South Africa’s Mponeng gold mine could hold key to surviving in space reports that Brazilian researchers linked to the University of São Paulo (USP) have developed a model based on conditions found at Mponeng gold mine near Johannesburg, South Africa, at a depth of 2.8 km, to evaluate how habitable Jupiter’s icy moon Europa may be.

Based on the theory that Europa may host life in an ocean of liquid water hidden under its 10 km-deep ice crust, the team located a similar environment here on Earth to explore such possibility.

The chosen place was the Mponeng gold mine, which is leaking water full of radioactive uranium. The uranium’s presence breaks down water molecules into highly reactive free radicals, which then dissolves the surrounding rocks and releases sulfate. The researchers found that the bacteria could use that sulfate to create energy.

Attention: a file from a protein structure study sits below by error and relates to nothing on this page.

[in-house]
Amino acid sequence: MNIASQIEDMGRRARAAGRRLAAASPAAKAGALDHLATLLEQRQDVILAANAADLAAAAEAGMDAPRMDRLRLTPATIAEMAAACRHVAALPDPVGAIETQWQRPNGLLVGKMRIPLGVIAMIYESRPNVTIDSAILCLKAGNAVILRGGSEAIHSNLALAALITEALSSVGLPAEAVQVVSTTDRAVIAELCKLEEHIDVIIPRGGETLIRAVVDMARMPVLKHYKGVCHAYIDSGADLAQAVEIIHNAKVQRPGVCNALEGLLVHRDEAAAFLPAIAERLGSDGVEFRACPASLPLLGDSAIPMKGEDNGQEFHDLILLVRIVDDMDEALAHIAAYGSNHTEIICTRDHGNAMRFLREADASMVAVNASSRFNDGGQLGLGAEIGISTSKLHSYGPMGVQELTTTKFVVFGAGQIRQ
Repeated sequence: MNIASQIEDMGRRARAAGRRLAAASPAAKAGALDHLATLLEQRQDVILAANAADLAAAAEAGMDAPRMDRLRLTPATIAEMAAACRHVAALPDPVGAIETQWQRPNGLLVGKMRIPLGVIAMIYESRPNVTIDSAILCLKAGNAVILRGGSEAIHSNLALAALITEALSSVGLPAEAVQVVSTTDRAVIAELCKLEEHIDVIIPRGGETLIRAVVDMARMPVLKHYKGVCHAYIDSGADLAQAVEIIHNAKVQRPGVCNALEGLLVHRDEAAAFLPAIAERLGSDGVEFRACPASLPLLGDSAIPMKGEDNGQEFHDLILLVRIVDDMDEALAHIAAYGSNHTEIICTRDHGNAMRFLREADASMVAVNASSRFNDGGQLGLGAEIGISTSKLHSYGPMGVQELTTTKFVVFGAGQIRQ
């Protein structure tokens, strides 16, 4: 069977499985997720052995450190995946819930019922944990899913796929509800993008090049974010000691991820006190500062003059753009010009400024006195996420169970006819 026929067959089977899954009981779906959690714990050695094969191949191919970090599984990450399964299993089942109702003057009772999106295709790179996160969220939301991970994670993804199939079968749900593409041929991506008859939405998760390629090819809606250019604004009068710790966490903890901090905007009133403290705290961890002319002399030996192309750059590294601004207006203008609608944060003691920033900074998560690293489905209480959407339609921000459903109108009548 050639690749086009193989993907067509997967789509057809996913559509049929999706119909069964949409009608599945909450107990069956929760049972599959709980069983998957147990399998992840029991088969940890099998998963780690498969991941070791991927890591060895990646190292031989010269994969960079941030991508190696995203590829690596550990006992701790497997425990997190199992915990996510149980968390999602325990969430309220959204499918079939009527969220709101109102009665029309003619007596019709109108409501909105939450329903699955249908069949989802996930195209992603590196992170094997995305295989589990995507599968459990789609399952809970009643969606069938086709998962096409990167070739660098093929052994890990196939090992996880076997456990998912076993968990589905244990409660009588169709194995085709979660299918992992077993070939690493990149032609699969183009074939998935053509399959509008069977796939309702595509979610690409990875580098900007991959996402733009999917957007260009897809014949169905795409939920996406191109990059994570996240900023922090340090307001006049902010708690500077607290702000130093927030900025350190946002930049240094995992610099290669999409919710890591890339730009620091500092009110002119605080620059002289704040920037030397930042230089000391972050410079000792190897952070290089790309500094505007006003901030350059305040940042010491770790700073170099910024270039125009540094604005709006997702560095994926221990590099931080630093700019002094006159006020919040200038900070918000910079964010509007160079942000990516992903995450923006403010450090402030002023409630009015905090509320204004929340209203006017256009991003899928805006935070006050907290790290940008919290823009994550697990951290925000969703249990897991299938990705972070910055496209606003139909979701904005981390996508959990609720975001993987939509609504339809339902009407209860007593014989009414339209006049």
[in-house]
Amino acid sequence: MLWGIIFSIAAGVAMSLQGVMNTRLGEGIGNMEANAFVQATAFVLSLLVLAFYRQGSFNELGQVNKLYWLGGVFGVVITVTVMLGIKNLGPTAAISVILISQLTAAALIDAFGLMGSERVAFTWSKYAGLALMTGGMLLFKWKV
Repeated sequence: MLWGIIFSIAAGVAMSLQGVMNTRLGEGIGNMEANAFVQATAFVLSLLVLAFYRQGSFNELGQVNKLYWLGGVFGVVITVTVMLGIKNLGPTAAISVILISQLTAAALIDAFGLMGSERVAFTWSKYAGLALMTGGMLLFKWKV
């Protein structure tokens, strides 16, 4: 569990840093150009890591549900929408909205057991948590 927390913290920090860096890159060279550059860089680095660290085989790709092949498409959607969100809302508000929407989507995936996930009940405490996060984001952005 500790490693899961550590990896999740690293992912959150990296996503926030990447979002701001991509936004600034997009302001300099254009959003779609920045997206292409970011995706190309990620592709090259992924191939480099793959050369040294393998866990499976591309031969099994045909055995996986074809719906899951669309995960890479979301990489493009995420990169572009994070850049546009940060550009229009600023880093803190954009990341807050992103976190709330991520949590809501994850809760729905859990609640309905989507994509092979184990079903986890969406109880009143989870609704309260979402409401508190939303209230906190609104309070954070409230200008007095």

“This is the first time an ecosystem has been found to survive directly on the basis of nuclear energy,” said Douglas Galante, the study coordinator, in a press release.

By this method, the bacteria are able to survive without sunlight.

According to the study, published in the journal Scientific Reports, the environment colonized by bacteria in the Mponeng mine is an excellent analogue of the environment assumed to exist at the bottom of Europa’s ocean.

“The ocean bed on Europa appears to offer very similar conditions to those that existed on primitive Earth during its first billion years,” Galante notes. “So studying Europa today is to some extent like looking back at our own planet in the past.”

While the temperature in Europa’s surface is next to absolute zero, scientists have determined that there is an enormous amount of thermal energy in its core.